Thanks for all the input, I truly do appreciate it. Brady, I am still using the flojet and it hasn't knowingly given me a problem ever. The tech guys at simonelli think its the machine pump.  I described it to them the same way I described it to you and that was their conclusion.  I was hesitant to think it was the machine pump because its so new (my  machine is just a little bit more than a year old though i do use it rather strenuously).  my flojet pump seem to be working fine (water is coming out in a steady stream) but I don't think its a variable speed pump. so you guys think I should just order the machine pump? And if I do replace the machine pump would it benefit me to also think about installing the pressure regulator and expansion tank for the flojet? Once again I really appreciate the input.  I am just starting to explore the exciting(and expensive) world of the inside of my machine. It's a big learning curve for me but I am digging it.  Though i would be digging it more when I am not in a bind. :)

Personally I'd install an expansion tank (a.k.a. accumulator) as that will minimize wear on the pump and smooth out any pulsing. Think of it the way a pressure tank is used to work in conjunction with a well pump for water usage. If not for using one the pump would simply overwork itself to death by constantly kicking ON/OFF and the high/low fluctuations would drive you insane.

thanks shadow. the accumulator definitely seems like something to look into. 
After I put in a new pump I don't want to burn that out too.  :)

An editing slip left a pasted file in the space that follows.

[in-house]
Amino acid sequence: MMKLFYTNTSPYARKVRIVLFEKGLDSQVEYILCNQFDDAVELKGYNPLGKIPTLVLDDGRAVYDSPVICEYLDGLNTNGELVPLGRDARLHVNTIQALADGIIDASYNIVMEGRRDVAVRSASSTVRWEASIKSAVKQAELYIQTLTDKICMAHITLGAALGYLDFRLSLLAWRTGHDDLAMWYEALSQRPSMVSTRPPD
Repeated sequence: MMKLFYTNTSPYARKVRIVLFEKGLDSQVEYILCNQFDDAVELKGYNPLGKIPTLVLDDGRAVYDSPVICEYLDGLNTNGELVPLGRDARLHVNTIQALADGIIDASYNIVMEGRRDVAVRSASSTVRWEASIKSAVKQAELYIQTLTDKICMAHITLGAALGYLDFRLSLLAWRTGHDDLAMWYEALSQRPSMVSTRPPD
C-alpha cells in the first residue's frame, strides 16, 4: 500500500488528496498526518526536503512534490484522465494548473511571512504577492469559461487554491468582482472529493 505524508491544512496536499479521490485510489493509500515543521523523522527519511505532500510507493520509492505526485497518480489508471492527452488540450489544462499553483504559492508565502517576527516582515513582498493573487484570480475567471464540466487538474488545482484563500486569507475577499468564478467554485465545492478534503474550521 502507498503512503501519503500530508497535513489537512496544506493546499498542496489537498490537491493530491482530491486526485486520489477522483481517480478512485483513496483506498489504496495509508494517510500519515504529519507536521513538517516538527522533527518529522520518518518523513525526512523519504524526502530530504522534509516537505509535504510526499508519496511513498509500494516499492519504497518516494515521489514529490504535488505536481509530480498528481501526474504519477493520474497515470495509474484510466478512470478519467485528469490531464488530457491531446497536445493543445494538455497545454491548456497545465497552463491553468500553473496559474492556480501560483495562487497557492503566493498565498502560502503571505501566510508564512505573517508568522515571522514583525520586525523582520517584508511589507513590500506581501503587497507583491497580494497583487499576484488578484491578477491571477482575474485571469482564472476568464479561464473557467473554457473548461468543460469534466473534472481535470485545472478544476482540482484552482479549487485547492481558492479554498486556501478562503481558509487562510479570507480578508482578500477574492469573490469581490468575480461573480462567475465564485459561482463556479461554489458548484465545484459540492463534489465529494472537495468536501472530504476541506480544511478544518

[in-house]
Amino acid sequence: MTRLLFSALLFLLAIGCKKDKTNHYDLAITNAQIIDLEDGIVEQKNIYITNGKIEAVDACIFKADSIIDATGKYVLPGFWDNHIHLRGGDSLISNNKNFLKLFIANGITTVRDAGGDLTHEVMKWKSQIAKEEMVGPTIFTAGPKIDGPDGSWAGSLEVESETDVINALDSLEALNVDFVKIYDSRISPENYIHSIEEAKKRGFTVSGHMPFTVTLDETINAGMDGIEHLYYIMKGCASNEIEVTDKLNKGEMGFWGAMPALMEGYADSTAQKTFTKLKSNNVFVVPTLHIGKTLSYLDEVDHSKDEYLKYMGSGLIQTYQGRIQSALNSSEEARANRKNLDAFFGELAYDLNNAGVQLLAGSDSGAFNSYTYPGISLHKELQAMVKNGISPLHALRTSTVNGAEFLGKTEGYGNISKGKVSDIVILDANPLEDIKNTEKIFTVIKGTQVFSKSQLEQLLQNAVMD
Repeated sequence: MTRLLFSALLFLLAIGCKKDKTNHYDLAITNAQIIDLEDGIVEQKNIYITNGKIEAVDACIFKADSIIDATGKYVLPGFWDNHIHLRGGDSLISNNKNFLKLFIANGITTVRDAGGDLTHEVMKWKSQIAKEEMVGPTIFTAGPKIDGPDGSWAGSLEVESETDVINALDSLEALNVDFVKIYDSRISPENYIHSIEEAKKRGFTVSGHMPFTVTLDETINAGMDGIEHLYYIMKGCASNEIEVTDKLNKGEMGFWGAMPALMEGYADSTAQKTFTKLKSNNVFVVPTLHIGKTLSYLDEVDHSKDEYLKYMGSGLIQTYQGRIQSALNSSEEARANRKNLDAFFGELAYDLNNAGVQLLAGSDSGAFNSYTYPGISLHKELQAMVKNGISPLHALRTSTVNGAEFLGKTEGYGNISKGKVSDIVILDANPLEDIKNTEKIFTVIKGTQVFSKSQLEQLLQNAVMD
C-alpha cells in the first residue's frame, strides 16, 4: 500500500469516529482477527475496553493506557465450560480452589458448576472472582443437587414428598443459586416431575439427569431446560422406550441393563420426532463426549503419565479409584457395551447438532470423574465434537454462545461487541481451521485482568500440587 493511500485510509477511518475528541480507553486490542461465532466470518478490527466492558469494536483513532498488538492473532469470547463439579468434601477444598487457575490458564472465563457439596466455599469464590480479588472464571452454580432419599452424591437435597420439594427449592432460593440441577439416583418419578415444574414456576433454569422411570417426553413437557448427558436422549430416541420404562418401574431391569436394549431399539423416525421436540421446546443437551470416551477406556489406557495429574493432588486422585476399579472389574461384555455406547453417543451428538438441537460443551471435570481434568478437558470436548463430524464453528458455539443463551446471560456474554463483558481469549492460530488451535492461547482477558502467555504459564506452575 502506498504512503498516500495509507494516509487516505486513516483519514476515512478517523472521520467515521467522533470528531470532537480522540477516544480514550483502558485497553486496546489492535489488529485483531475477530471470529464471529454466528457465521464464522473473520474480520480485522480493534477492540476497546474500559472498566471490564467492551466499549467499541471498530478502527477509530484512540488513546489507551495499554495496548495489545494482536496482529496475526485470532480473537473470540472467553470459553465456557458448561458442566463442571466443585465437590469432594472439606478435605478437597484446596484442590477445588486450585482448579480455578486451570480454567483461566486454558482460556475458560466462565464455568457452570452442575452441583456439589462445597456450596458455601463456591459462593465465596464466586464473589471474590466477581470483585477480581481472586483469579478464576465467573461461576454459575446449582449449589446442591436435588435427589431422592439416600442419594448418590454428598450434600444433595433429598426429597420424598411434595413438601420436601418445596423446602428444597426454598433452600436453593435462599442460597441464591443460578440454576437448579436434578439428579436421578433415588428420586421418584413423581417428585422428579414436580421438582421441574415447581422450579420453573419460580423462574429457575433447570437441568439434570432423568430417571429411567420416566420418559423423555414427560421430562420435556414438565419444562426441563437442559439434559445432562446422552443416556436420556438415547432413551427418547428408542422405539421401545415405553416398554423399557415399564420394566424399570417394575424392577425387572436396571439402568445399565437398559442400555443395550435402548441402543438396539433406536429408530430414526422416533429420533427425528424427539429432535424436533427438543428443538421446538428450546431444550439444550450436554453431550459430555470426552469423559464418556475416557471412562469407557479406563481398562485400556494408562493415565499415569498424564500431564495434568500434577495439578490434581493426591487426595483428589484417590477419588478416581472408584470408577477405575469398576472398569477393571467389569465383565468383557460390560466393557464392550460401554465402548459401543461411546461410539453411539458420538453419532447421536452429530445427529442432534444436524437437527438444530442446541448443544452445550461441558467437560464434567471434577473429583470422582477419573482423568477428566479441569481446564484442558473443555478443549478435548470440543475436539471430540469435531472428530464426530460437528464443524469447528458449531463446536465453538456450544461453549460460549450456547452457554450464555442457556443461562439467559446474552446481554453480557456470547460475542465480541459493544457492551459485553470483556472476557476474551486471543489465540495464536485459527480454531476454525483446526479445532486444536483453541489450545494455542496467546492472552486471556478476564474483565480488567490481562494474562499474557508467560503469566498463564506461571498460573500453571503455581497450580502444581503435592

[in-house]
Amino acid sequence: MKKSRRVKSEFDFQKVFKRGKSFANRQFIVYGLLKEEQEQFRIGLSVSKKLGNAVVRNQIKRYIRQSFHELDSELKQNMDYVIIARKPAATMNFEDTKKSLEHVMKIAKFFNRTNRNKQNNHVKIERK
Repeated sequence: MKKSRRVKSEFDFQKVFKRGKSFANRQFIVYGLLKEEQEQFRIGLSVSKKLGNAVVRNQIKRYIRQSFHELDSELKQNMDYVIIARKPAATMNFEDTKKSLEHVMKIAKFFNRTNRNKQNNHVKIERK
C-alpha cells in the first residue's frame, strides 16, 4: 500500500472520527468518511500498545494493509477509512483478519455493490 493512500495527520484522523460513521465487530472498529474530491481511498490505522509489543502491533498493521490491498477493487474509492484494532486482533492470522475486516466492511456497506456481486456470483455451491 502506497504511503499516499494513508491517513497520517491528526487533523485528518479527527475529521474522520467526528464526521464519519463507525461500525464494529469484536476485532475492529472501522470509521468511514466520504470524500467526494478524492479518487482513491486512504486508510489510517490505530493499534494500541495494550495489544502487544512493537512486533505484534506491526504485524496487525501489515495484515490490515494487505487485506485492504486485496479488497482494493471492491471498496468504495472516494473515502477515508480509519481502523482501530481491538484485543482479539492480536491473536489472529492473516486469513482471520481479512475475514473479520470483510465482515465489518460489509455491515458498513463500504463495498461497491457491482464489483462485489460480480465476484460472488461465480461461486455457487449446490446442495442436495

wait wait.  the appia has an expansion valve in the brew system that should be set to open at 12 bars.  its the little valve in your drain box.  I would replace it unless the unit is new.  You might need to adjust it.  Short story at rest who cares what the pressure is as long as you are at 9bars when you are pulling a shot.  What happens after is that as the water heats it expands.  The expansion valve opens to allow the expansion to escape so that your brew valves aren't damaged.  This is usually set between 12-13 bars.  

good luck

Hey Eli - Here's something practical you can do.  Shut the water off, loosen the acorn nut on the pump in the machine and remove the spring.  Squeeze the spring a few times (with a pair of  pliers/ or your hand or in a vise) , then re-install. Then set the pressure again.  Wonder why this will make a difference?  So do I, but I try it sometimes and it works.  

It could be your pump is failing, though a common symptom is the pump relay sticking and the pump running all the time. Though in the Appia, not sure if it's a relay or some other solid state switch.  

And for the Love of Mike, quit buying Flojet pumps (unless you are getting a killer deal).  Get an Aquatec 5800 series and an RP tank (like this - http://www.precisioninstallationproducts.net/p-5278-32-gal-black-me...) . These things will last for 10 years or more.  Or if space is tight get a 550 series, 1-4 gallon variable speed pump - though the mileage on these things varies more, and they are very dear.  And don't even think about a Shurfail, I mean Shurflow.

And like Mickael said, who cares what resting pressure is.    

Scott, opinions vary on equipment brand. I run my ShurFlo pumps rather hard and haven't killed one yet.

Eli - I forgot something.  If the pump in the machine has a start capacitor, verify that it's within +/- 5% of it's rating.  If not replace.  That could be causing pressure problems as well.

Thanks guys. this gives me a good base of troubleshooting knowledge to go on.  Tomorrow I'll be testing everything from my flojet to the connections, to retrying the pump after taking the spring out for some spring squeezing. I have a feeling, though, that it comes down to the internal pump. time we'll tell and so will I when i finally get it back to go.  :)